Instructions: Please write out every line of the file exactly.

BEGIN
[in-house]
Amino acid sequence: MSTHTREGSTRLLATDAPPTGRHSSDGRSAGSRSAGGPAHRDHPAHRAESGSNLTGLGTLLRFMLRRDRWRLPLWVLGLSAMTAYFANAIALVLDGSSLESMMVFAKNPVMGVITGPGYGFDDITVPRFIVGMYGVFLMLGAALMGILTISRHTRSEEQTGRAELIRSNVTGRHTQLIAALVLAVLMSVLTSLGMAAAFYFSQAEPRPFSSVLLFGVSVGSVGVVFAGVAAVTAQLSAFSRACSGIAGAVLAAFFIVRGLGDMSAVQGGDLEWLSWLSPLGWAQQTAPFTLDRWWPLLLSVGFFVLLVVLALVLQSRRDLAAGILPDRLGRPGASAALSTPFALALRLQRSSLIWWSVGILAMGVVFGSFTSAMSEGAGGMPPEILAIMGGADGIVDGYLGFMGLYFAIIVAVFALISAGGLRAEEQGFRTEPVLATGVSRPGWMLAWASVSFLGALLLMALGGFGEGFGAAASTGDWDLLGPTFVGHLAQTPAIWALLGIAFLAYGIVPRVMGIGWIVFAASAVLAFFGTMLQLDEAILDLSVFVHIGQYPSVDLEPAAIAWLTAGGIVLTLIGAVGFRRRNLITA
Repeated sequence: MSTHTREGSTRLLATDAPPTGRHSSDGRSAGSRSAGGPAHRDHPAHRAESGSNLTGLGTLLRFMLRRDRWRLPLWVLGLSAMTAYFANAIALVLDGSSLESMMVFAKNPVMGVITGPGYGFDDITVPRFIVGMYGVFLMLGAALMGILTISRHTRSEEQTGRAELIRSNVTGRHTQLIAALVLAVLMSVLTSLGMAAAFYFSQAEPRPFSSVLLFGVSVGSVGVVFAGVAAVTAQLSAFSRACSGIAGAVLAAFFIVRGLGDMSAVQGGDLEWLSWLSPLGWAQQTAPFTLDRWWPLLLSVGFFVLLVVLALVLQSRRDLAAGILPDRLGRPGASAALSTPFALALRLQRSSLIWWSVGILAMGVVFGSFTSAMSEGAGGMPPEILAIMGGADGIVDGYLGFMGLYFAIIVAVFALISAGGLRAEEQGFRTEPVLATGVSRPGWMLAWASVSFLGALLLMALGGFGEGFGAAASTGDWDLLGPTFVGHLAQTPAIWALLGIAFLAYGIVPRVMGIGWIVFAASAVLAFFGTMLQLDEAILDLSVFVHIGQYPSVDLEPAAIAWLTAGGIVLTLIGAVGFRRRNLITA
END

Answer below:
[in-house]
Amino acid sequence: MSTHTREGSTRLLATDAPPTGRHSSDGRSAGSRSAGGPAHRDHPAHRAESGSNLTGLGTLLRFMLRRDRWRLPLWVLGLSAMTAYFANAIALVLDGSSLESMMVFAKNPVMGVITGPGYGFDDITVPRFIVGMYGVFLMLGAALMGILTISRHTRSEEQTGRAELIRSNVTGRHTQLIAALVLAVLMSVLTSLGMAAAFYFSQAEPRPFSSVLLFGVSVGSVGVVFAGVAAVTAQLSAFSRACSGIAGAVLAAFFIVRGLGDMSAVQGGDLEWLSWLSPLGWAQQTAPFTLDRWWPLLLSVGFFVLLVVLALVLQSRRDLAAGILPDRLGRPGASAALSTPFALALRLQRSSLIWWSVGILAMGVVFGSFTSAMSEGAGGMPPEILAIMGGADGIVDGYLGFMGLYFAIIVAVFALISAGGLRAEEQGFRTEPVLATGVSRPGWMLAWASVSFLGALLLMALGGFGEGFGAAASTGDWDLLGPTFVGHLAQTPAIWALLGIAFLAYGIVPRVMGIGWIVFAASAVLAFFGTMLQLDEAILDLSVFVHIGQYPSVDLEPAAIAWLTAGGIVLTLIGAVGFRRRNLITA
Repeated sequence: MSTHTREGSTRLLATDAPPTGRHSSDGRSAGSRSAGGPAHRDHPAHRAESGSNLTGLGTLLRFMLRRDRWRLPLWVLGLSAMTAYFANAIALVLDGSSLESMMVFAKNPVMGVITGPGYGFDDITVPRFIVGMYGVFLMLGAALMGILTISRHTRSEEQTGRAELIRSNVTGRHTQLIAALVLAVLMSVLTSLGMAAAFYFSQAEPRPFSSVLLFGVSVGSVGVVFAGVAAVTAQLSAFSRACSGIAGAVLAAFFIVRGLGDMSAVQGGDLEWLSWLSPLGWAQQTAPFTLDRWWPLLLSVGFFVLLVVLALVLQSRRDLAAGILPDRLGRPGASAALSTPFALALRLQRSSLIWWSVGILAMGVVFGSFTSAMSEGAGGMPPEILAIMGGADGIVDGYLGFMGLYFAIIVAVFALISAGGLRAEEQGFRTEPVLATGVSRPGWMLAWASVSFLGALLLMALGGFGEGFGAAASTGDWDLLGPTFVGHLAQTPAIWALLGIAFLAYGIVPRVMGIGWIVFAASAVLAFFGTMLQLDEAILDLSVFVHIGQYPSVDLEPAAIAWLTAGGIVLTLIGAVGFRRRNLITA